Why You Should Visit Florida's Wild Center for Skunk Ape Research
WHY YOU SHOULD CARE
Because if you’re not watching the trees, you won’t see a skunk ape.
By Terry Ward
Alligators, crocodiles … and skunk apes? Legends loom large along Florida’s Tamiami Trail, aka U.S. 41, which bisects the southern reaches of the state from east to west through the Everglades and Big Cypress National Preserve. And it’s home to one of the most unusual “research headquarters” imaginable.
They’re not studying the scientifically confirmed water-borne denizens of the Everglades (aka, gators) in the blink-and-you’ll-miss-it outpost of Ochopee — which also happens to be home to the smallest U.S. post office. At the Skunk Ape Research Headquarters, open since 1994, the subject of study is a Sasquatch-like creature that can grow to a reported 350 pounds.
“The best way to describe a skunk ape is like a hairy man,” says Dave Shealy, founder of the center, which doubles as a gift shop and animal exhibit and is also the gathering point for pole boat tours down the nearby Turner River. Shealy claims to have seen the creature as a child, in 1974, near his home in what’s now Big Cypress National Preserve. Tall — “6 or 7 feet would be a large one” — the skunk ape is covered with hair, “a lot like the Bigfoot of the Pacific Northwest,” explains Shealy in a matter-of-fact tone. “But unlike a Bigfoot, skunk apes have four toes instead of five.” Good to know.
Shealy himself is a tall man, with legs like tree trunks, a dead-serious air and glacier-blue eyes. And he speaks with such conviction it’s hard not to be at least curious about the legend — especially when you browse the array of skunk ape–related souvenirs (koozies, tongue-in-cheek hunting permit stickers, T-shirts) — in the gift shop beside a small gas station. What you won’t find in the Skunk Ape Research Headquarters, an exhibit area about the size of a large garage, is a research station on the skunk ape. There’s no real research going on here at all.
Whether you buy into the lore or not, it’s worth shelling out the entrance fee ($12 for adults, $6 for kids ages 4-12) to access the exhibits on alligators, turtles and what’s quite possibly one of the largest snakes in captivity. Goldie, a beauty, and beast, of a reticulated python, tips the scales at nearly 350 pounds and stretches 21 feet from end to end.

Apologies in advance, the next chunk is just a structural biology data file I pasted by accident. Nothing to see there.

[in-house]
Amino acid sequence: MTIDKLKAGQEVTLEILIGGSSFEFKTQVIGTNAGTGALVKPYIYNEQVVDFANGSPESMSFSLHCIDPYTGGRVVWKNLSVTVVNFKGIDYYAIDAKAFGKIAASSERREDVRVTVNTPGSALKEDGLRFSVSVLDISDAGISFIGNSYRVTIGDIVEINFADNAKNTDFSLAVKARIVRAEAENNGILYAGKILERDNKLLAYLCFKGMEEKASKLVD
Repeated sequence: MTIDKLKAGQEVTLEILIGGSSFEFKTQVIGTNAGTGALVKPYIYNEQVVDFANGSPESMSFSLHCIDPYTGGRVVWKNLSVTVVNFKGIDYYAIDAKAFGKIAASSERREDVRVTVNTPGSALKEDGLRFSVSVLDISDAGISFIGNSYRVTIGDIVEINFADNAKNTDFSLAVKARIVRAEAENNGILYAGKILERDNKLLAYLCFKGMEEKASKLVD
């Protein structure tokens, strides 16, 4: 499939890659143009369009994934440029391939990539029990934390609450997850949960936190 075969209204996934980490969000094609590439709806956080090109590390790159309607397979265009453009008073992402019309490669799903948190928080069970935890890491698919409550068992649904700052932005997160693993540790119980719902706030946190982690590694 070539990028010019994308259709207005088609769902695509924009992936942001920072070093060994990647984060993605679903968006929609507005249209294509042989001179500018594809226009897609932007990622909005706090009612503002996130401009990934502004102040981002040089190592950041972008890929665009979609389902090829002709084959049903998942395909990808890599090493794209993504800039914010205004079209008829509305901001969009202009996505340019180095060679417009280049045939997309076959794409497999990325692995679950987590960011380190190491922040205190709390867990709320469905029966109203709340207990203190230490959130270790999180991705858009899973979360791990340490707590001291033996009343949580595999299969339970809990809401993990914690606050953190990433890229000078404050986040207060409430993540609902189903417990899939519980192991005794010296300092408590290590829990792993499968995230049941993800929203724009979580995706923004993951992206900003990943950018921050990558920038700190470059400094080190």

Shealy’s property is also home to the old-school Trail Lakes Campground, where you can pitch a tent or park an RV for the night or sleep in a chickee hut — thatched-roof dwellings built by local Miccosukee Native Americans that overlook the surrounding swamp and grassland. For frequent Orlando visitor Chad Marvin, who arrives at the campground with his RV and a Jeep in tow, it’s the authenticity of the place that appeals to him. “It’s just good old Everglades-type people, and the place is accommodating but not fancy,” he says. “The location is very authentic and true South Florida.”
As for the legend of the skunk ape, Marvin says he’s not convinced but appreciates the fun factor. “Every time something happens down there or I hear something and am not sure what it is, I blame the skunk ape,” he says.
After your visit, when you’re out driving in the Everglades, keep your eyes trained on the treetops rather than at ground level, Shealy advises. Apparently the apelike beast, which smells like a skunk — hence its name — prefers to hang out in the trees.
Go There: Skunk Ape Research Headquarters
- Directions: From the southwest Florida city of Naples, it’s a 38-mile drive east through the Everglades along the Tamiami Trail to reach the Skunk Ape Research Headquarters.
- Hours of operation: Daily, 9am-4pm.
- Pro tip: At the gift shop, book a guided one-hour pole boat tour through the Western Everglades ($69 per person).